Charles Blow: I had an insanely long commute—New York to DC—when I worked at National Geographic. I hate to waste time, so I spent my time by writing about my life on the premise that I might be able to pitch those as short essays to magazines. It wasn't until later that I realized that I was writing a book.
MJ: You have an amazing memory.
Blow in a school photo Courtesy Charles Blow
CB: Trauma stays alive and stays with you. You relive it every day, so those scenes are incredibly fresh. In addition, the house where I grew up was still there. Nothing had been changed inside. So I'd just sit in the room, forcing myself to remember in the actual space where [events] happened. It helps with the dimension and gritty granularity that you can provide. I did the same thing with the church and with the cemetery.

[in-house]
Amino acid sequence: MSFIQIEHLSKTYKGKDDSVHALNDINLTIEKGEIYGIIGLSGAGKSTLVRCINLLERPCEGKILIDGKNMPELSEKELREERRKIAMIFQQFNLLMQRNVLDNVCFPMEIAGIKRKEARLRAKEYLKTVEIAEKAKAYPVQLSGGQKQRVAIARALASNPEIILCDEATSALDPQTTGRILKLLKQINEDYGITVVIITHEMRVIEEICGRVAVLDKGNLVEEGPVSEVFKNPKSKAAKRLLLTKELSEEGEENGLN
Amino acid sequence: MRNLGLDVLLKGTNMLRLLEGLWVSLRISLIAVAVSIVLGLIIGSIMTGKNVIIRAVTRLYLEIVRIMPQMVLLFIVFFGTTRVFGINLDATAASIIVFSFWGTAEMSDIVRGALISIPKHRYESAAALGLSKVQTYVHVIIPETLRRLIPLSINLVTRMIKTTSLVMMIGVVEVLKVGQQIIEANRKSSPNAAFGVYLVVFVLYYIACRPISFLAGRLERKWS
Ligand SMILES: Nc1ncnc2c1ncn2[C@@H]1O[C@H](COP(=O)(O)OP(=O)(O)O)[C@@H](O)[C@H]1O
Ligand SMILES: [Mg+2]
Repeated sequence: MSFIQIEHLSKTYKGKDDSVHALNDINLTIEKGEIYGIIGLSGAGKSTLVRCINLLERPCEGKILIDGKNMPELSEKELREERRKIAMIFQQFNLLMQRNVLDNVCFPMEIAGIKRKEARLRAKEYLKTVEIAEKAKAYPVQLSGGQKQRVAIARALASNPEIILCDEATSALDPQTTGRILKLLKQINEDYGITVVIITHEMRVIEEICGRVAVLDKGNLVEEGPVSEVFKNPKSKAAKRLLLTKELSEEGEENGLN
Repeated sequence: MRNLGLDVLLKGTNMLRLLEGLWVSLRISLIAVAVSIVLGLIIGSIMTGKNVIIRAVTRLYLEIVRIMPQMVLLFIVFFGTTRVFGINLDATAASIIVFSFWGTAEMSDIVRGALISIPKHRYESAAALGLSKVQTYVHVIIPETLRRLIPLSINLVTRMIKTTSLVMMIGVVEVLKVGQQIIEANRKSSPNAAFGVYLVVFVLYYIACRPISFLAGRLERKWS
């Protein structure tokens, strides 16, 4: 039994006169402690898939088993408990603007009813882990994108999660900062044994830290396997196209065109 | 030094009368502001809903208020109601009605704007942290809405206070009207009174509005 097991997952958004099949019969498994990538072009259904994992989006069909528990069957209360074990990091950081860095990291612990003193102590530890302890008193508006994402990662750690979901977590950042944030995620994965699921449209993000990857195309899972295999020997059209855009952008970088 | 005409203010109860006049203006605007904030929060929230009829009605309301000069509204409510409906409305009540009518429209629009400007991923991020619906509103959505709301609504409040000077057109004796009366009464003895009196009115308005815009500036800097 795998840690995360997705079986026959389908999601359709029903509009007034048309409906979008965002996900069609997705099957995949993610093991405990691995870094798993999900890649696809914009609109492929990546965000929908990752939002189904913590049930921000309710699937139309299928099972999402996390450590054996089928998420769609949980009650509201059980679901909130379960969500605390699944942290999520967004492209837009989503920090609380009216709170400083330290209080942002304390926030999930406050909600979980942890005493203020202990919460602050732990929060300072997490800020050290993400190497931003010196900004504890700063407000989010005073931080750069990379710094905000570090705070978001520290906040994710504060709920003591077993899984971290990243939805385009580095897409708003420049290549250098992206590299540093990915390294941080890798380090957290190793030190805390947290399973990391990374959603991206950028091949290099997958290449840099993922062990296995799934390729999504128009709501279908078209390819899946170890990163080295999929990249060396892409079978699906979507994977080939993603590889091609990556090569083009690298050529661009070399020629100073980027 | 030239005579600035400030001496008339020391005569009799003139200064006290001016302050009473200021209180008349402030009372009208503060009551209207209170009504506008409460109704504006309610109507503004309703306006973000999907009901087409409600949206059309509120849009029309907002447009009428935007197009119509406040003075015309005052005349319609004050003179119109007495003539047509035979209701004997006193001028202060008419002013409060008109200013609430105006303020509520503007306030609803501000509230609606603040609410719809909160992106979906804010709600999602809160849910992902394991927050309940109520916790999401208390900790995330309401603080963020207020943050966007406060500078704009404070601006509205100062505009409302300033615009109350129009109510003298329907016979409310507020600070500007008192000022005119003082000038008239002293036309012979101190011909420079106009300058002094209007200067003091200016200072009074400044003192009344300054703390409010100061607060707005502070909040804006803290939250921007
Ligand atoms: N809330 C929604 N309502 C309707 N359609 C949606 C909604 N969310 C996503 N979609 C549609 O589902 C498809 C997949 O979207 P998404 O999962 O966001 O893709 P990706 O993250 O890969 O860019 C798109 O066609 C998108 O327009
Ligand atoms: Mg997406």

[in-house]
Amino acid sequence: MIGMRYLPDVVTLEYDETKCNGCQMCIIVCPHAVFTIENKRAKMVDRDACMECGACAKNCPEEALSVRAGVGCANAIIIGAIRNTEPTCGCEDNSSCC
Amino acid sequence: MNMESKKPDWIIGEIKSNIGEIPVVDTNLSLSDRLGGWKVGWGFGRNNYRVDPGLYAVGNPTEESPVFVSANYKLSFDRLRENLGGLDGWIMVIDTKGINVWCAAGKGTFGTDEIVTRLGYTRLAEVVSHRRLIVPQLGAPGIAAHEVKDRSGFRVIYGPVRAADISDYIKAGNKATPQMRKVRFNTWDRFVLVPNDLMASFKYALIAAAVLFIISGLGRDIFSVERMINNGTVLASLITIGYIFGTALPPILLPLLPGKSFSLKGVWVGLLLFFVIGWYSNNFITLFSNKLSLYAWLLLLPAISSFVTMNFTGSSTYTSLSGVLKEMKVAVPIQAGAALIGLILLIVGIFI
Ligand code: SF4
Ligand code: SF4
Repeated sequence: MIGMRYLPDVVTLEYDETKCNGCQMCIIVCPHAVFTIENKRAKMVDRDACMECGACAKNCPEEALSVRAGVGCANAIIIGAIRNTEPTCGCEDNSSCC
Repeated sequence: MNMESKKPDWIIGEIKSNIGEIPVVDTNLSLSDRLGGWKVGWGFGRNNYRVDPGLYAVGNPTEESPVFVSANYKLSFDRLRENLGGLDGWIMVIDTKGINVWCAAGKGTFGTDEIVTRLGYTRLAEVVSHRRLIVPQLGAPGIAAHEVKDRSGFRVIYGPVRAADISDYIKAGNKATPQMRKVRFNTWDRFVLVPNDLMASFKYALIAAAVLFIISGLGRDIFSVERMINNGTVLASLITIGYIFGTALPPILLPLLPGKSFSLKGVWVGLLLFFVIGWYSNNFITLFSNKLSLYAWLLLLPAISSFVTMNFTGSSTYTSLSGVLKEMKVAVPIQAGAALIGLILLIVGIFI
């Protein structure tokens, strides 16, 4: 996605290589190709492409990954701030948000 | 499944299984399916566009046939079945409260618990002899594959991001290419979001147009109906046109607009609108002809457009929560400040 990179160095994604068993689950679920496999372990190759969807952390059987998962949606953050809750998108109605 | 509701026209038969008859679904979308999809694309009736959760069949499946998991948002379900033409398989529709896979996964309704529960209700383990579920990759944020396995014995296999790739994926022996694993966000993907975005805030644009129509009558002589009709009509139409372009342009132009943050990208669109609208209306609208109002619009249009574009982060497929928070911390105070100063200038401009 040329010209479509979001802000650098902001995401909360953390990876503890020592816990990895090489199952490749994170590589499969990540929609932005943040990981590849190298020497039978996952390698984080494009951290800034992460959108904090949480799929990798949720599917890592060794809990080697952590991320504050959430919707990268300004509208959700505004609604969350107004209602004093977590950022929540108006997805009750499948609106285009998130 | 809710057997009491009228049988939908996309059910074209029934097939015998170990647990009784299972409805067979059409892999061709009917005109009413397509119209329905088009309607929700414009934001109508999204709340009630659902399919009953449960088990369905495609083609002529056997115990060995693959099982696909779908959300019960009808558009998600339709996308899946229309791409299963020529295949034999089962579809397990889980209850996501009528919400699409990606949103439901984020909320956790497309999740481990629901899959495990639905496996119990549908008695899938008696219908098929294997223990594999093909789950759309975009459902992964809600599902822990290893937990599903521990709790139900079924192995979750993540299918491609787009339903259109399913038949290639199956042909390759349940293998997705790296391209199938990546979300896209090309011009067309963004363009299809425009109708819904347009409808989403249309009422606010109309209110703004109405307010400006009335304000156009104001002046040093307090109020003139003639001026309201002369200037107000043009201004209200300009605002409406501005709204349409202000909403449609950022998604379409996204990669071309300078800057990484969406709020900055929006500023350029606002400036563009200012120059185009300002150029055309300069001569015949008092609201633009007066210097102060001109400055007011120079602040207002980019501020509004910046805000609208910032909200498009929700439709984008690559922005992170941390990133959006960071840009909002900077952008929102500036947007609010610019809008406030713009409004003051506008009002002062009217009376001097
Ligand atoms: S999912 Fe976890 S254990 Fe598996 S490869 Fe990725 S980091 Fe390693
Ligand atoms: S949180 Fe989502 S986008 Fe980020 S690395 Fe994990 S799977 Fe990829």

MJ: Now, the cemetery in your hometown was once segregated—grandiose on the white side, rundown on the black side. Is it still like that?
CB: It is more even. But there is still the chain-link fence between them. In my mind, it would be such a wonderful thing just to take down the fence.
MJ: As a questioning teen, you found the word "homosexual" in the Bible and discovered that it was viewed as an abomination. What would you say to that kid today?
CB: Something along the lines of this: Different is not deviant, no matter what the world may say. You have the moral obligation to love yourself.
MJ: As a father of three, did you feel any trepidation about putting certain details about your sex life out in the public realm?
CB: That, to me, was a rather simple decision. The facts are nonnegotiable. I always say to my friends, "I sleep well at night."
MJ: You also write about a time in high school during which you were trying to change the way others perceived you. Will you talk about that?